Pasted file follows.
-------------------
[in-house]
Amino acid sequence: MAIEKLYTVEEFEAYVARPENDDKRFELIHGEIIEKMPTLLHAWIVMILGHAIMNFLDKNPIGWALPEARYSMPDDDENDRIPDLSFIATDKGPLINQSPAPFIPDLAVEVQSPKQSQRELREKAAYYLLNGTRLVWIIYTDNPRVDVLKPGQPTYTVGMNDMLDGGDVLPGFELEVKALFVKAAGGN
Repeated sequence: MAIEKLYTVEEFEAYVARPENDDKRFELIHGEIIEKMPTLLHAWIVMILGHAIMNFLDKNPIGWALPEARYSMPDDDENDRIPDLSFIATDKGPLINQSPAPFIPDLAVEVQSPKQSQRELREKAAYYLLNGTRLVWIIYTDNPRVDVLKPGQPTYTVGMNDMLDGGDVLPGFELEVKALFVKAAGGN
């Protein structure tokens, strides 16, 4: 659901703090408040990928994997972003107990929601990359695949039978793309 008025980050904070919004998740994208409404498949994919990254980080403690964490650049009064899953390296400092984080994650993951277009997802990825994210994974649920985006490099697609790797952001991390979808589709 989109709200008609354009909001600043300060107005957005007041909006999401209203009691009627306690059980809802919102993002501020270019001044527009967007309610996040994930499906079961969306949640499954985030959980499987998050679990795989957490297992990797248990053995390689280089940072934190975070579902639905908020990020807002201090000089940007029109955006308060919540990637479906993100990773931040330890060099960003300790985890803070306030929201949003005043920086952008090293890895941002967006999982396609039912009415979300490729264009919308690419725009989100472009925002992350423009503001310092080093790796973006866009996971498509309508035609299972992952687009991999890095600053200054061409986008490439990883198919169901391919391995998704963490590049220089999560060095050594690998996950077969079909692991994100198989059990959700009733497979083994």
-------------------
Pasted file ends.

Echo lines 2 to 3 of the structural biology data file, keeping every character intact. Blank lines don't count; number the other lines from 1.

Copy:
Amino acid sequence: MAIEKLYTVEEFEAYVARPENDDKRFELIHGEIIEKMPTLLHAWIVMILGHAIMNFLDKNPIGWALPEARYSMPDDDENDRIPDLSFIATDKGPLINQSPAPFIPDLAVEVQSPKQSQRELREKAAYYLLNGTRLVWIIYTDNPRVDVLKPGQPTYTVGMNDMLDGGDVLPGFELEVKALFVKAAGGN
Repeated sequence: MAIEKLYTVEEFEAYVARPENDDKRFELIHGEIIEKMPTLLHAWIVMILGHAIMNFLDKNPIGWALPEARYSMPDDDENDRIPDLSFIATDKGPLINQSPAPFIPDLAVEVQSPKQSQRELREKAAYYLLNGTRLVWIIYTDNPRVDVLKPGQPTYTVGMNDMLDGGDVLPGFELEVKALFVKAAGGN